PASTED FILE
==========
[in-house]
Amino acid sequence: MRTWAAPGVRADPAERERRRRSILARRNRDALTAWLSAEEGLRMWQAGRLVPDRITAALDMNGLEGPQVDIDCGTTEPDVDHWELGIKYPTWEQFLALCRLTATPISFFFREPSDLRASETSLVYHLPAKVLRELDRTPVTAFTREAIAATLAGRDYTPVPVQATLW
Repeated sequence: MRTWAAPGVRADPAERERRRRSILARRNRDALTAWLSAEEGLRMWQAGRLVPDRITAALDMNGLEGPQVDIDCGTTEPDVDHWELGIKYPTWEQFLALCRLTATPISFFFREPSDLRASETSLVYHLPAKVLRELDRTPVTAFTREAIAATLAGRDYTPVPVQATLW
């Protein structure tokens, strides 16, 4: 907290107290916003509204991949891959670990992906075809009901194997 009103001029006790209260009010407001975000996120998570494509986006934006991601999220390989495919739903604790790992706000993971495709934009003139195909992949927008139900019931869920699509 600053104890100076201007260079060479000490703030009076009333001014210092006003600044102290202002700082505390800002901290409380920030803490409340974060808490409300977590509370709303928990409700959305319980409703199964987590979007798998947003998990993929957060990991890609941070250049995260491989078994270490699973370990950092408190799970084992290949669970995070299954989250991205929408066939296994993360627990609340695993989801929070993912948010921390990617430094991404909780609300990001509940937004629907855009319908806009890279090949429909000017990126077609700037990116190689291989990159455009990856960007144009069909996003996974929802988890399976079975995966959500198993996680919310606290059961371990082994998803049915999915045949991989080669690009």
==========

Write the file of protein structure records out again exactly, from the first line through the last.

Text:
[in-house]
Amino acid sequence: MRTWAAPGVRADPAERERRRRSILARRNRDALTAWLSAEEGLRMWQAGRLVPDRITAALDMNGLEGPQVDIDCGTTEPDVDHWELGIKYPTWEQFLALCRLTATPISFFFREPSDLRASETSLVYHLPAKVLRELDRTPVTAFTREAIAATLAGRDYTPVPVQATLW
Repeated sequence: MRTWAAPGVRADPAERERRRRSILARRNRDALTAWLSAEEGLRMWQAGRLVPDRITAALDMNGLEGPQVDIDCGTTEPDVDHWELGIKYPTWEQFLALCRLTATPISFFFREPSDLRASETSLVYHLPAKVLRELDRTPVTAFTREAIAATLAGRDYTPVPVQATLW
């Protein structure tokens, strides 16, 4: 907290107290916003509204991949891959670990992906075809009901194997 009103001029006790209260009010407001975000996120998570494509986006934006991601999220390989495919739903604790790992706000993971495709934009003139195909992949927008139900019931869920699509 600053104890100076201007260079060479000490703030009076009333001014210092006003600044102290202002700082505390800002901290409380920030803490409340974060808490409300977590509370709303928990409700959305319980409703199964987590979007798998947003998990993929957060990991890609941070250049995260491989078994270490699973370990950092408190799970084992290949669970995070299954989250991205929408066939296994993360627990609340695993989801929070993912948010921390990617430094991404909780609300990001509940937004629907855009319908806009890279090949429909000017990126077609700037990116190689291989990159455009990856960007144009069909996003996974929802988890399976079975995966959500198993996680919310606290059961371990082994998803049915999915045949991989080669690009």